8 Mental Health Apps to Help Guys with Anxiety, Stress, and Heartbreak

After the passing of Anthony Bourdain in June 2018, a lot of us were forced to take a real, exposed look at our own mental health. Words like anxiety and sadness may scare a lot of men who have been raised in a culture where feeling is equated with weakness and emotions should be packed down and swallowed like pills.

best mental health apps for guys man relaxing and meditating

The American Foundation for Suicide Prevention says men die from suicide 3.53-times more often than women and Mental Health America explains that 6 million American males are affected by depression each year — even rich and famous athletes like NFL players Brandon Marshall and Terry Bradshaw, Olympic swimmer Michael Phelps, and NBA ballers Larry Sanders and Keyon Dooling.

It’s normal to feel sad. And angry, anxious, worried, and fearful. The trick is learning how to recognize the fleeting nature of these emotions and move on. The mind is powerful, so let’s harness that power. As we enter the holidays — which, for many, is the most stressful time of year — crush your fear, understand your sadness, and get comfortable with your mind by using one (or multiple) of these amazing mental health apps.

We tested a ton of apps; spent hundreds of hours trying new meditations, therapies, and gaming methods; and, yeah, we actually feel a lot better than we used to. Here are the best mental health apps.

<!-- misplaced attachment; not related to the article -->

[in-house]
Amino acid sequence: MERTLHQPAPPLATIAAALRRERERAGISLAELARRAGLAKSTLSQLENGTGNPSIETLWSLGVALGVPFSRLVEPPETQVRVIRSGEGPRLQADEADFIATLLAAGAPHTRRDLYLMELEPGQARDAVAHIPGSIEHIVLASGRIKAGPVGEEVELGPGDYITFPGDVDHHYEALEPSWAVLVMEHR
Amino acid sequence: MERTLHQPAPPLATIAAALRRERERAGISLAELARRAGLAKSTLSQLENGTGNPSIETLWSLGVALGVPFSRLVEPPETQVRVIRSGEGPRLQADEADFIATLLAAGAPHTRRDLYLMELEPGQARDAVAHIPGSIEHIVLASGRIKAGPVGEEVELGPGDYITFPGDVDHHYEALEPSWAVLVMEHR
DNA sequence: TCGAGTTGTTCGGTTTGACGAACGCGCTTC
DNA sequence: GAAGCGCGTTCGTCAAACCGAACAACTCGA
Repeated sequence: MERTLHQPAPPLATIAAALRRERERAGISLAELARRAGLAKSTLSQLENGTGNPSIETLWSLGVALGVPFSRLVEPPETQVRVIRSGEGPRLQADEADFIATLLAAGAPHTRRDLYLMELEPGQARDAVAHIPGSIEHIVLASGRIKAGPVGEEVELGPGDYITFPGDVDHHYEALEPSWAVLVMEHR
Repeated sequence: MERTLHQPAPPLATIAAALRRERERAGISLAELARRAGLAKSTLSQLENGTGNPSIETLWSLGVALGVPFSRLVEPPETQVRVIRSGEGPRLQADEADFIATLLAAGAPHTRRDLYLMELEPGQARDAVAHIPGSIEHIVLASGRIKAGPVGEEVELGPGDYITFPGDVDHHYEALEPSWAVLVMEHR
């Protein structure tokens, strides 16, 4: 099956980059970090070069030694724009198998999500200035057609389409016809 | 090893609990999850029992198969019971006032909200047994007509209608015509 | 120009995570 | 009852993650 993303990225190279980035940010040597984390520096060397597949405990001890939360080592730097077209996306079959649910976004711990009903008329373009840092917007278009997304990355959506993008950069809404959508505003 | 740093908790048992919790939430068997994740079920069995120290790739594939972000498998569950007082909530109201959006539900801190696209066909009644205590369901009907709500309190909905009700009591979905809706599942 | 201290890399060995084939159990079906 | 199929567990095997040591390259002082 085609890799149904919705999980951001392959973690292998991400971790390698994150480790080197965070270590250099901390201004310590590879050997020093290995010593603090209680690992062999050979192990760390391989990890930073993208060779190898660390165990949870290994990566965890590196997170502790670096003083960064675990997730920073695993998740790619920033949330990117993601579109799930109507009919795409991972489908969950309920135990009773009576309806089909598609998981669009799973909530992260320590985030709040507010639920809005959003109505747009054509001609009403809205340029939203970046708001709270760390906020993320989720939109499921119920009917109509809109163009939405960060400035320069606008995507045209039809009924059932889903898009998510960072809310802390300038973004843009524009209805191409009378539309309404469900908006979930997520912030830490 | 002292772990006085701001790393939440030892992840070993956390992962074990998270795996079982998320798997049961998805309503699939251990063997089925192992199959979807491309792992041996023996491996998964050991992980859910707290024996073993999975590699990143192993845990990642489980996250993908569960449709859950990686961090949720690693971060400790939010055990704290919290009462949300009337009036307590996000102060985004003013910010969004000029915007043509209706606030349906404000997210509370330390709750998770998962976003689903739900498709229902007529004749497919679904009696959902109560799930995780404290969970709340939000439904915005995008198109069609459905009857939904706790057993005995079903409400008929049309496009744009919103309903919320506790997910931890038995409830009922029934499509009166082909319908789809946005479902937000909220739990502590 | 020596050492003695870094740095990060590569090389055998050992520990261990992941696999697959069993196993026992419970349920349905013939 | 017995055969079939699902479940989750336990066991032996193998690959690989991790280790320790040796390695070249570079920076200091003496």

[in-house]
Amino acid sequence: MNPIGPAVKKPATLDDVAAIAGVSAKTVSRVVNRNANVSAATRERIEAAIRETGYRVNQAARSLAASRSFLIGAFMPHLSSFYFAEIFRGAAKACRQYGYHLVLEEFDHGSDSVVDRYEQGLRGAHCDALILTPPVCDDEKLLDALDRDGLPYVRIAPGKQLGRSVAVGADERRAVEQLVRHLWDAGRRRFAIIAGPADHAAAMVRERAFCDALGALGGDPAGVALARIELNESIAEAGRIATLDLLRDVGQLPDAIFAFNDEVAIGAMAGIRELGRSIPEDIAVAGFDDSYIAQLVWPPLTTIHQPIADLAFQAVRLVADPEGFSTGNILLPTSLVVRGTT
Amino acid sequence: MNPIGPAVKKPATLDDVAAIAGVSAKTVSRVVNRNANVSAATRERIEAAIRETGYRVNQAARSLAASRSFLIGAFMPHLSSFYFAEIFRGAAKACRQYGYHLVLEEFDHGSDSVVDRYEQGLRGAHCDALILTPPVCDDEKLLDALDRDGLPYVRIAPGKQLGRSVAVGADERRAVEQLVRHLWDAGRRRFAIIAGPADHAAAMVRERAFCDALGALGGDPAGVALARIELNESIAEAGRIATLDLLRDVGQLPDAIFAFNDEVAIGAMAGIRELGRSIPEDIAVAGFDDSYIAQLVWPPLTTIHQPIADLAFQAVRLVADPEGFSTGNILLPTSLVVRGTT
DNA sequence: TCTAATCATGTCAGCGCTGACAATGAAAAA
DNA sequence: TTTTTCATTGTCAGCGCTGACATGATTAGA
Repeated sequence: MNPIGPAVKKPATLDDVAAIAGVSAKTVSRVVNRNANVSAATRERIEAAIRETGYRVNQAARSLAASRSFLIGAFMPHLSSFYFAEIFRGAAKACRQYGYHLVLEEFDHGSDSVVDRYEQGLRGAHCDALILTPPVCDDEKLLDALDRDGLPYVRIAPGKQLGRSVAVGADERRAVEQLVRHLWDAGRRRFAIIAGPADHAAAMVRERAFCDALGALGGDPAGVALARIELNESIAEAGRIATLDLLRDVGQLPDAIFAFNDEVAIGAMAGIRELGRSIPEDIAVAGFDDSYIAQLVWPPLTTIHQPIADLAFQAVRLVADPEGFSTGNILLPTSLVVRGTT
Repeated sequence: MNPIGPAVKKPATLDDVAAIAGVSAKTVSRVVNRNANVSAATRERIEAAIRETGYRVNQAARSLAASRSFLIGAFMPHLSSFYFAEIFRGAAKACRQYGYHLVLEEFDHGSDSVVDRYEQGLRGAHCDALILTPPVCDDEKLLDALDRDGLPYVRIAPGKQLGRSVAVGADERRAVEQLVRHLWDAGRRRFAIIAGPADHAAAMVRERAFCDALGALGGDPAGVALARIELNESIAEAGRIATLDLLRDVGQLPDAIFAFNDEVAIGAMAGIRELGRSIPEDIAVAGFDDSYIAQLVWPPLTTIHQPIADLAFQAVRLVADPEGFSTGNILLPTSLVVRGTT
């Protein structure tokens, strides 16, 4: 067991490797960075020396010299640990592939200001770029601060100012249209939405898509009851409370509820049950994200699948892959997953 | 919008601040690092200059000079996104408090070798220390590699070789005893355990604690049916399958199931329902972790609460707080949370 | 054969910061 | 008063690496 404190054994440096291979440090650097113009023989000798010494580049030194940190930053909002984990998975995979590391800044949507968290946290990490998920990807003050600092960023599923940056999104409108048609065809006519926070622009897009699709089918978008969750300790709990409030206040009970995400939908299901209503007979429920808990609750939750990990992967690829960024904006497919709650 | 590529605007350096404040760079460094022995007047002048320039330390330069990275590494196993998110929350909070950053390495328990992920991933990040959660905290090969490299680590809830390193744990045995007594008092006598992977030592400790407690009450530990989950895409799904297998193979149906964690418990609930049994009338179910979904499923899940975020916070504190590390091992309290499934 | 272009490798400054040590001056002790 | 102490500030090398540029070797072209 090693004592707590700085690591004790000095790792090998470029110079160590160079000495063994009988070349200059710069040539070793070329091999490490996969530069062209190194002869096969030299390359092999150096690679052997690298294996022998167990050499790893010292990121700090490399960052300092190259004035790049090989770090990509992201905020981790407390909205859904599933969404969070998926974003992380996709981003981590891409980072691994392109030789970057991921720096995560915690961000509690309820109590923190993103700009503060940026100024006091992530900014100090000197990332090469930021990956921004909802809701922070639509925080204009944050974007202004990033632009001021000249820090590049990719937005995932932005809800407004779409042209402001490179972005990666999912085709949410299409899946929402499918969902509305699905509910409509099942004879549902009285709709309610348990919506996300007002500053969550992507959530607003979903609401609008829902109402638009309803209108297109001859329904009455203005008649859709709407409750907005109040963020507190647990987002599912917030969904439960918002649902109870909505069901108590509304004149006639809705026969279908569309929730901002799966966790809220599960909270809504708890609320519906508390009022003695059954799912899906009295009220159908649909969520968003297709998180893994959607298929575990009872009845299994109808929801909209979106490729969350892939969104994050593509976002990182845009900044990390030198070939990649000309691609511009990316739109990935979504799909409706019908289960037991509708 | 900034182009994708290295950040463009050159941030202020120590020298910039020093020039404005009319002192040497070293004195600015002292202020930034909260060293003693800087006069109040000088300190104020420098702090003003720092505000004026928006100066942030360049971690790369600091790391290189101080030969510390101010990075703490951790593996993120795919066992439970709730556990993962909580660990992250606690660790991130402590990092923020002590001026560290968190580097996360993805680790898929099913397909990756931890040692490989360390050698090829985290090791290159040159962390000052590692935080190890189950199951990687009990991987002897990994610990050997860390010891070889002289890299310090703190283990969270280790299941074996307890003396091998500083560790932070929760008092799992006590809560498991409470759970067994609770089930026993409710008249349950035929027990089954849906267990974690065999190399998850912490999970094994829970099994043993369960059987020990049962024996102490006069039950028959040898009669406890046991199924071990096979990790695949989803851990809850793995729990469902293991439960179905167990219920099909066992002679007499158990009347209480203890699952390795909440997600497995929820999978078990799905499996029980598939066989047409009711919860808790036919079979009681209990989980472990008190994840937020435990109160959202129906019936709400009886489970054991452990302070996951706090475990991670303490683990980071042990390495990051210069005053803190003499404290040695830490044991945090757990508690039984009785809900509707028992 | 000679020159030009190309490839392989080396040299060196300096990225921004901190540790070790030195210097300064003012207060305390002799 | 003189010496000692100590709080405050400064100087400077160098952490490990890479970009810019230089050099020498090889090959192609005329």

Headspace

If you want a tranquil mind

The first 10 meditation sessions on Headspace are free, but to reap real Jedi-level mental peace, I recommend subscribing to their monthly charge ($12.99), giving you access to all programming. Most people think of meditation as hokey hippies singing “kum ba yah” but it’s really just the practice of sitting down and focusing on your breath. A nice British man guides you through your meditations and you pick the duration (three, five, 10, 15, 20 minutes, etc.).

The result: You learn to be an observer instead of pairing a narrative with every action or feeling.

Basis

If you’d like to speak to a real person

Basis is a fairly new mental wellness startup founded on the idea that keeping your brain healthy and happy should be a practice that fits into your busy day. Listen (and talk!) during 45-minute focused conversations with someone who is trained to guide you into a better mental space. That’s a full 45 minutes dedicated solely to you, where you can talk through your worries, fears, and frustrations with an objective, and a real person, but without judhement. Basis research has shown the service’s method is more useful than spilling to a friend.

The result: You feel a little lighter, more listened to, and your thoughts are normalized. Plus, you’ll learn tools to use immediately when you face setbacks, confrontation, or negative self-talk.

Calm

If relaxing music and sounds help you chill out

To begin, Calm prompts you to pick a goal — reducing anxiety, improving focus, building self-esteem, or sleeping better — but the app is really designed best to help you sleep and meditate to relaxing music. Much like Headspace, Calm’s library of meditation sessions ranges in topic and duration (we’re partial to Headspace’s British accent), but the sleep category on Calm has amazing stories that will lull you into slumber without boring you to deeper levels of anxiety. Plus, you get tons of nature sounds and mellow music.

The result: The sounds, music, and stories will distract your mind and transport it.